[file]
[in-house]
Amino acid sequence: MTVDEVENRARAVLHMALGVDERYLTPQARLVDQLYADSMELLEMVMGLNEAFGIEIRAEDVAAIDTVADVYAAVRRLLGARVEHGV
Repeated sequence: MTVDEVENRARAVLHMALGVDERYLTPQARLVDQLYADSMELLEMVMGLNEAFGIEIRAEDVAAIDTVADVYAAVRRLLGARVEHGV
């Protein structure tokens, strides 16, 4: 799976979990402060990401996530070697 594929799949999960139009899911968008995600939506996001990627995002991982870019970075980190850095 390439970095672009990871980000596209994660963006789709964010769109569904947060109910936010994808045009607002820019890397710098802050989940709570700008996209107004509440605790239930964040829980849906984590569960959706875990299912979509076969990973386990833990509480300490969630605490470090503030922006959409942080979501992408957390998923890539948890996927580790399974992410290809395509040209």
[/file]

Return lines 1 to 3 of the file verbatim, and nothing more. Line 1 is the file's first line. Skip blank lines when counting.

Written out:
[in-house]
Amino acid sequence: MTVDEVENRARAVLHMALGVDERYLTPQARLVDQLYADSMELLEMVMGLNEAFGIEIRAEDVAAIDTVADVYAAVRRLLGARVEHGV
Repeated sequence: MTVDEVENRARAVLHMALGVDERYLTPQARLVDQLYADSMELLEMVMGLNEAFGIEIRAEDVAAIDTVADVYAAVRRLLGARVEHGV